Langhaus (Vitrine) (1953 / 1962)
About this artwork
'Langhaus' can be variously translated as 'nave' such as one finds in a church, or 'longhouse', such as the dwelling house for one or several families found in early north European regions or, still today, in tribal communities in the Amazon region or the South Seas. The block of wood has a small piece of felt attached to the top, suggesting, according to Beuys's usual iconography, the idea of protection, a connotation strengthened by the length of felt also lying in the vitrine. The walking stick lying alongside the felt is a traditional Beuysian symbol for leadership and protection, much as a shepherd looks after his flock.
- title: Langhaus (Vitrine)
- accession number: AR00087
- artist: Joseph BeuysGerman (1921 - 1986)
- gallery: In Storage
- object type: Sculpture
- medium: Embossed paper in frame
- date created: 1953 / 1962
- measurements: 183.00 x 154.50 x 64.00 cm
- credit line: ARTIST ROOMS National Galleries of Scotland and Tate. Acquired jointly through The d'Offay Donation with assistance from the National Heritage Memorial Fund and the Art Fund 2008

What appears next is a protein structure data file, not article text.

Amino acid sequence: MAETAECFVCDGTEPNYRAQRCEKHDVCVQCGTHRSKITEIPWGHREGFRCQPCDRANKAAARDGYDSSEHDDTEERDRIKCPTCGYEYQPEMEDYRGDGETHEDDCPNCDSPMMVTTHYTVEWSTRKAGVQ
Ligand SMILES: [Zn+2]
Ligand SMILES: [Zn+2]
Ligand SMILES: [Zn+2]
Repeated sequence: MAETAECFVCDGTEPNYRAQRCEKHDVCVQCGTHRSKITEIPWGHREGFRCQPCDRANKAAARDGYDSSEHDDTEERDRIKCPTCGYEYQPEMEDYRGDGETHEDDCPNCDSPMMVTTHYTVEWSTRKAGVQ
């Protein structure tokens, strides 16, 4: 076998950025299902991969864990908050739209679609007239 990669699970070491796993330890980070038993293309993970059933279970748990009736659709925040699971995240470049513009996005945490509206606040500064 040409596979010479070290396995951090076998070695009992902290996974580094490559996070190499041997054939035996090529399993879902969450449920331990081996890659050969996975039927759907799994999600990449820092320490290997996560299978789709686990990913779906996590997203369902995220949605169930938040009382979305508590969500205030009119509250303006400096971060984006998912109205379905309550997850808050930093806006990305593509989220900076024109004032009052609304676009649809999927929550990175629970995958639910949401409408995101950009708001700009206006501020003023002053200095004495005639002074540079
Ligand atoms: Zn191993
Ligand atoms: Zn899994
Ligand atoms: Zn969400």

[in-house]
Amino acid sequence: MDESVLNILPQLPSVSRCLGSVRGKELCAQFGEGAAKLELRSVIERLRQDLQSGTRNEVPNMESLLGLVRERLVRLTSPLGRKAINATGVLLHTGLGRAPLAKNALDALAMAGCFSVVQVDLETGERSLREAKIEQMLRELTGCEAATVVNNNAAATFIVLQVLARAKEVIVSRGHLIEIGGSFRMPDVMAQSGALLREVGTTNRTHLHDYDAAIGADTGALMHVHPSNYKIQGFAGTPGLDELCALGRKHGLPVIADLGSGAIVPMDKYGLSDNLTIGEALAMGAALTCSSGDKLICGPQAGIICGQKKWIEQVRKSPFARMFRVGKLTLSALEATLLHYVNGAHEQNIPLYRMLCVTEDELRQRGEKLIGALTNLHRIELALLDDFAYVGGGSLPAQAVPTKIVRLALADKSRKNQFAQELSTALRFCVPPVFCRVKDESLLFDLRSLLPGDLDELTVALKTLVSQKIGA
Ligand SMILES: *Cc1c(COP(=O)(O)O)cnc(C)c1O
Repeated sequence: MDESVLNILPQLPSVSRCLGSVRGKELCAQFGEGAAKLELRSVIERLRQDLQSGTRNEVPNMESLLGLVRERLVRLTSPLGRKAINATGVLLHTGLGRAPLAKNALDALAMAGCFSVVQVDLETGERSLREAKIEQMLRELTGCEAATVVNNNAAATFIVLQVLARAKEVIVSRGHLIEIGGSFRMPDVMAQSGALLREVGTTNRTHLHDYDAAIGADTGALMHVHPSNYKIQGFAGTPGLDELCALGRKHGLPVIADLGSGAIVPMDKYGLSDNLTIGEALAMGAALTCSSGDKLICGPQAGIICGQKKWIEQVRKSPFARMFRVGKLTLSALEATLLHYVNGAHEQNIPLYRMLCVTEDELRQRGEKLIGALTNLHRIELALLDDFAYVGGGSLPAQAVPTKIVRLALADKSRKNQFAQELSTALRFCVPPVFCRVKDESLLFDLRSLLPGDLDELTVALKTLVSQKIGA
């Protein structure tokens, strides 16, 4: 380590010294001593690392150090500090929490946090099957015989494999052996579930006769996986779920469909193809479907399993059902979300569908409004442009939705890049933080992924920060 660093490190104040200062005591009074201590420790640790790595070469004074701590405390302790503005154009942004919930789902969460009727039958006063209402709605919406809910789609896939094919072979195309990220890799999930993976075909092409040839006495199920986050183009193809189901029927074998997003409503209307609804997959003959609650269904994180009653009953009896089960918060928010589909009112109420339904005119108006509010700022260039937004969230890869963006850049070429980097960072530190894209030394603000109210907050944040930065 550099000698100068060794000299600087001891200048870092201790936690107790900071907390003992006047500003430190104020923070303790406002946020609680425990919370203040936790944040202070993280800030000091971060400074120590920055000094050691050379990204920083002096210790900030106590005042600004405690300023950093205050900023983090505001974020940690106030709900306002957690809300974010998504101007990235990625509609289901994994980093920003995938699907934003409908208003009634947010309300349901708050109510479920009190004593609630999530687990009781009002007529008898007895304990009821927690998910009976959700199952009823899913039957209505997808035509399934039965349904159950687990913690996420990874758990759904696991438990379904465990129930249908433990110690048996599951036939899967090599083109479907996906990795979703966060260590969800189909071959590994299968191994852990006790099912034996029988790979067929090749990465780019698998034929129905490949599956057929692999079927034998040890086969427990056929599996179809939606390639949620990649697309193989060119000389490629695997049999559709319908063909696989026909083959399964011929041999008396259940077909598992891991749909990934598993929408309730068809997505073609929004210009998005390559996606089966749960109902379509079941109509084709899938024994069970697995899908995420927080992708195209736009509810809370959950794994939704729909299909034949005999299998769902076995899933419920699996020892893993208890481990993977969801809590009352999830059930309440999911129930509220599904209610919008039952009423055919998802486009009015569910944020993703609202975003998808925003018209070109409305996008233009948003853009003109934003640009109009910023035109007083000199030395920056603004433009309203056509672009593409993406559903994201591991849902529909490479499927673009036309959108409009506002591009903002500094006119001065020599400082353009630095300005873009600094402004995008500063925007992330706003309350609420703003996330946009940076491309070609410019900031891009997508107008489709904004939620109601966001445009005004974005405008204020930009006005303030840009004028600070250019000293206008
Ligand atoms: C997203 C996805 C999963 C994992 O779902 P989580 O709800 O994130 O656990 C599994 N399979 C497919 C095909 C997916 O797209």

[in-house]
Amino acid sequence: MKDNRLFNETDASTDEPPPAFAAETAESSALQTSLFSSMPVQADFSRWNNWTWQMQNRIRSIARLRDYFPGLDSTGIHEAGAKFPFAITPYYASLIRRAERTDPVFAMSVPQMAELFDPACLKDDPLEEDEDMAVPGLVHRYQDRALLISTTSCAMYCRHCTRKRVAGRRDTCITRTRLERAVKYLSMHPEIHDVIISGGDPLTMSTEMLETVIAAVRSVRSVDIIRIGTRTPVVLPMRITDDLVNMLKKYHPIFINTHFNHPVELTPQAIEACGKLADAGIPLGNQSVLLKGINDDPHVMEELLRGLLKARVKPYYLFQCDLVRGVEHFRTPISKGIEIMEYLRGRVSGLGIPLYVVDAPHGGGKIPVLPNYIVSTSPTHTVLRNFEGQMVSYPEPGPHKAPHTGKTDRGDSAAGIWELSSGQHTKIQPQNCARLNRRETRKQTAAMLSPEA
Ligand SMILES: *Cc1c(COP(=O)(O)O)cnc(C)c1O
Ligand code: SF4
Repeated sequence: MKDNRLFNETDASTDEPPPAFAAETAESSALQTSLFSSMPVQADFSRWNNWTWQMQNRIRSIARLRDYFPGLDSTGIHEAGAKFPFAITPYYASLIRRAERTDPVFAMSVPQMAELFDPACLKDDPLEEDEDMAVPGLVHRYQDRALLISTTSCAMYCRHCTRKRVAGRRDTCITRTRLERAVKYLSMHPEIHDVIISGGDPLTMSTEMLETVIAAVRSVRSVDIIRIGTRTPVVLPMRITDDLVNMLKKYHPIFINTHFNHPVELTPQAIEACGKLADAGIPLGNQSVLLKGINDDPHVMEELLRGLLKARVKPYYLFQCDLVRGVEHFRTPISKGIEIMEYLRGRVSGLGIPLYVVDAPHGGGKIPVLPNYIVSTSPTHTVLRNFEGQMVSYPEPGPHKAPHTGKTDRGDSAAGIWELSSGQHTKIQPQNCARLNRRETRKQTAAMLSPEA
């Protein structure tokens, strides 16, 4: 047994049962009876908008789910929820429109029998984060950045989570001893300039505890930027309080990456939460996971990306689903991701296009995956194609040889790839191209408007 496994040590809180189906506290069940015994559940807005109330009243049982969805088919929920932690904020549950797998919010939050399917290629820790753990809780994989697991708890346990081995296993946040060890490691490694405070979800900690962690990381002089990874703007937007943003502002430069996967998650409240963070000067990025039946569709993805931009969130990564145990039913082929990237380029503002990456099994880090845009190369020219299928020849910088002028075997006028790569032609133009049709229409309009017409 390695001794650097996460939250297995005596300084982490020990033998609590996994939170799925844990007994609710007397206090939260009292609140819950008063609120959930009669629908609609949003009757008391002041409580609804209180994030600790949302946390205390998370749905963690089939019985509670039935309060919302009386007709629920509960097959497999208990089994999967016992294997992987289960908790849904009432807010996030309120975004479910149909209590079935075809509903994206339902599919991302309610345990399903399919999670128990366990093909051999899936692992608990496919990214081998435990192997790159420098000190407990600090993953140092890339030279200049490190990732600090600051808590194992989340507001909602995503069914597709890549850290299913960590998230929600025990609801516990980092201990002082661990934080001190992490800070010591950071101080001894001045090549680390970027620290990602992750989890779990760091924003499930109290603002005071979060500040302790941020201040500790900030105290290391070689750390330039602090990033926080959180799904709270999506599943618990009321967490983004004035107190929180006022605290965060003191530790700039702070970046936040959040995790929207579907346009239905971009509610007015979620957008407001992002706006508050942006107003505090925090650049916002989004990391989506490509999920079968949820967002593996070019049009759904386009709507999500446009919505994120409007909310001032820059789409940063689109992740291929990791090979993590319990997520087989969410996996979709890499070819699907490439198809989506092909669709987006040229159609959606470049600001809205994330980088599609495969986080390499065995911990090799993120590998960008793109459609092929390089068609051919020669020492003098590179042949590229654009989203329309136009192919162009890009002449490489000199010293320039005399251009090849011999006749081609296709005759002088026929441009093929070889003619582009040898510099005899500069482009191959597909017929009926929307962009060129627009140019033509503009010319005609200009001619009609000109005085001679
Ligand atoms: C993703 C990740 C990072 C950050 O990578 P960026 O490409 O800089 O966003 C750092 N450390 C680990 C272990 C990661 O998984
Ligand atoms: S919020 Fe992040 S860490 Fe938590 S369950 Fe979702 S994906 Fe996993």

- copyright: © DACS 2016.
German artist Beuys believed that art was integral to everyday life. His own art was shaped by an experience early in his life. As a Luftwaffe pilot during the war, Beuys was shot down over the Crimea and was saved by nomadic Tartars. Barely alive, he was wrapped in felt and fat which preserved his body heat, and taken to safety on sledges pulled by dogs. This incident, and these particular elements, informed much of his art, which has a redemptive, mystical and ritualistic character. Central to his work were his 'Actions', which involved teaching, audience discussion and performance. The recurrent themes were social and political. Associated with the ecological movement - he was a founder member of the Green Party - he also had a strong influence on German politics.